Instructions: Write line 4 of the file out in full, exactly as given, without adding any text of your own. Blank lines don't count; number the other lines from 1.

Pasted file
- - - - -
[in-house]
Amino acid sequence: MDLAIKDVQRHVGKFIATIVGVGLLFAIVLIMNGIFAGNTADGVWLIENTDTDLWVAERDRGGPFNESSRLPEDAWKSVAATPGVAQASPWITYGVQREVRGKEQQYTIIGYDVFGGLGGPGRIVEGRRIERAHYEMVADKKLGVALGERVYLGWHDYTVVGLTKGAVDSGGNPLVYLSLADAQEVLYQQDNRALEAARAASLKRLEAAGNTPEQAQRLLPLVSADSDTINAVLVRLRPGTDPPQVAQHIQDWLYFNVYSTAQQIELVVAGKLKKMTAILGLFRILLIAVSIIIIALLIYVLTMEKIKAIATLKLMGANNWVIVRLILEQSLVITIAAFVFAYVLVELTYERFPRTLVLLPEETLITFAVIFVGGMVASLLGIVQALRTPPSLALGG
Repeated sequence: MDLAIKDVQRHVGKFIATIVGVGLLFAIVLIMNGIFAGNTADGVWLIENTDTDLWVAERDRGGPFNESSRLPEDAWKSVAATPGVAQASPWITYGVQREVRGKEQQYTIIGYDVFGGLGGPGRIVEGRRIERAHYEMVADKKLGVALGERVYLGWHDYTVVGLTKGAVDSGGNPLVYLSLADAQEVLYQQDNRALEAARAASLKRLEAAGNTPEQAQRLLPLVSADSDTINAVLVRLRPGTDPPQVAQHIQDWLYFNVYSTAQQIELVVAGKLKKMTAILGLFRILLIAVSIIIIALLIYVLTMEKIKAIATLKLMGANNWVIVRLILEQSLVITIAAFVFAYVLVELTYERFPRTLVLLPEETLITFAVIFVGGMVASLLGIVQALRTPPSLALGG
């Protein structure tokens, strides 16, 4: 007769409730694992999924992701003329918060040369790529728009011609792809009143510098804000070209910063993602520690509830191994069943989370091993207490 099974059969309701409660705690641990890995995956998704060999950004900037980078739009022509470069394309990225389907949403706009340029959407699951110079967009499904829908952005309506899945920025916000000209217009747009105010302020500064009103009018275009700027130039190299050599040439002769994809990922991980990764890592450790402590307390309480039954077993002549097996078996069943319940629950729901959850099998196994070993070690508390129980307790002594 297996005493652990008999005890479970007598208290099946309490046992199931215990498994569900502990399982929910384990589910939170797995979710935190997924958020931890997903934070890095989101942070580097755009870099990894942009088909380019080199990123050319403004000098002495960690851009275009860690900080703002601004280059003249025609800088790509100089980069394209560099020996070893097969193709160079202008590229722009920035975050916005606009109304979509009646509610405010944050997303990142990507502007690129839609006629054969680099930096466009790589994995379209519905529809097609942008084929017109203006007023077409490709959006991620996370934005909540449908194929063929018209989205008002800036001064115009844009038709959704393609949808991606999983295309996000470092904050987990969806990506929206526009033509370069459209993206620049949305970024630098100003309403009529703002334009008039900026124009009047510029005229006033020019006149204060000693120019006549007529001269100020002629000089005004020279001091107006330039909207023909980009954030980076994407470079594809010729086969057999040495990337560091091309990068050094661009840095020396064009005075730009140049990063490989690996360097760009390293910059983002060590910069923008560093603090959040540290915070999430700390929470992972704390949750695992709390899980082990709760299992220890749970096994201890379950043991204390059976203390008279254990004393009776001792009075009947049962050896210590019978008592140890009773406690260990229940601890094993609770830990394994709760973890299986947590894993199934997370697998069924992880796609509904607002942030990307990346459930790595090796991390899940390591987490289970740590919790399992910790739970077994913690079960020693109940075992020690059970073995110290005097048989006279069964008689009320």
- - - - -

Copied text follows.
């Protein structure tokens, strides 16, 4: 007769409730694992999924992701003329918060040369790529728009011609792809009143510098804000070209910063993602520690509830191994069943989370091993207490 099974059969309701409660705690641990890995995956998704060999950004900037980078739009022509470069394309990225389907949403706009340029959407699951110079967009499904829908952005309506899945920025916000000209217009747009105010302020500064009103009018275009700027130039190299050599040439002769994809990922991980990764890592450790402590307390309480039954077993002549097996078996069943319940629950729901959850099998196994070993070690508390129980307790002594 297996005493652990008999005890479970007598208290099946309490046992199931215990498994569900502990399982929910384990589910939170797995979710935190997924958020931890997903934070890095989101942070580097755009870099990894942009088909380019080199990123050319403004000098002495960690851009275009860690900080703002601004280059003249025609800088790509100089980069394209560099020996070893097969193709160079202008590229722009920035975050916005606009109304979509009646509610405010944050997303990142990507502007690129839609006629054969680099930096466009790589994995379209519905529809097609942008084929017109203006007023077409490709959006991620996370934005909540449908194929063929018209989205008002800036001064115009844009038709959704393609949808991606999983295309996000470092904050987990969806990506929206526009033509370069459209993206620049949305970024630098100003309403009529703002334009008039900026124009009047510029005229006033020019006149204060000693120019006549007529001269100020002629000089005004020279001091107006330039909207023909980009954030980076994407470079594809010729086969057999040495990337560091091309990068050094661009840095020396064009005075730009140049990063490989690996360097760009390293910059983002060590910069923008560093603090959040540290915070999430700390929470992972704390949750695992709390899980082990709760299992220890749970096994201890379950043991204390059976203390008279254990004393009776001792009075009947049962050896210590019978008592140890009773406690260990229940601890094993609770830990394994709760973890299986947590894993199934997370697998069924992880796609509904607002942030990307990346459930790595090796991390899940390591987490289970740590919790399992910790739970077994913690079960020693109940075992020690059970073995110290005097048989006279069964008689009320």